Have you, dear reader, heard about Instagram Face? Not an app, but the phenomenon of increasing numbers of people visiting doctors, cosmetic clinics and outright quacks to obtain in real life the sort of face they see on Instagram.
What is the comfort of today? Cufflinks, jackets, ties become a mocking audience, hooting almost audibly to remind us of a register of dress this era has rendered ridiculous. Not a possession to dazzle me, but one to make me wryly laugh: an old, beautifully patterned silk scarf from Sulka Paris had to become my ersatz mask for a couple of outings. I supposed that’s the closest a possession has come to helping screen me from reality.
I’ve been inspired to turn to The Sartorial Travel Guide by the inimitable Simon Crompton for a glimpse of what already seems like a very different time, one where we were free to move around without fear of killing or being killed, one where brick-and-mortar retail existed and was worth the journey.
We cannot outrun history’s arrow. d’Artagnan and his boon companions the Three Musketeers learned that over 5,000-odd pages of Alexandre Dumas’ rambling historical fiction. History’s arrow? I should have said history’s cannonball, since that is what ended the real d’Artagnan’s life at the siege of Maastricht, an inevitability Dumas had to write into the life of his invented d’Artagnan, at the very end of the last Musketeers romance, The Man in the Iron Mask.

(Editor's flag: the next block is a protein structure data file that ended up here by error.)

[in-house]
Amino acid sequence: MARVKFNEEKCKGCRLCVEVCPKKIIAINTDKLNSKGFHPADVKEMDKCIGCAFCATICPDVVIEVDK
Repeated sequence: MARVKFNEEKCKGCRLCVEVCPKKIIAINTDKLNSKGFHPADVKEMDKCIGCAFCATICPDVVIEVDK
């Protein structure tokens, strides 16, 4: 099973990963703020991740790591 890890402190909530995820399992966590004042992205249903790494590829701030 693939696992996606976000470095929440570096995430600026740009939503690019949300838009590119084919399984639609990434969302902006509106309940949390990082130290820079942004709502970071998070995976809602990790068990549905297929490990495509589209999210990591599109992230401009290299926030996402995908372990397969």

An old, old joke about a bunch of chauvinist French scientists at a convention. The keynote speaker cautiously begins by announcing that there is only a small difference between the male and female bodies, only to be drowned out by a heartfelt Gallic “Vive la différence!” Something of the visceral, uncouth and unreconstructed gusto of that cheer comes to me whenever I think of the differences the seasons impose on our clothing, particularly in tailoring.
I have to hand it to my friend Hari Sakka, a member of long standing of the Pairov Institute, for reminding me of the ridiculous list of baseball player names made up in an attempt to sound American for a 1990s Japanese video game. Among them, Willie Dustice, Sleve McDichael (which itself sounds like one of the nine billion names of Dave Ryder) and Bobson Dugnutt.
Most books on dandies attempt to suggest they are all of many conflicting concepts of the word, so that the very least of the dandies they feature is not just an eccentric who fetishizes dressing well, but also, supposedly, a political revolutionary, an intellectual incendiary, and a retrograde elegant gentleman to (champagne-polished) boot. Dandy Lion: The Black Dandy and Street Style, by Shantrelle P. Lewis, is not one of those books.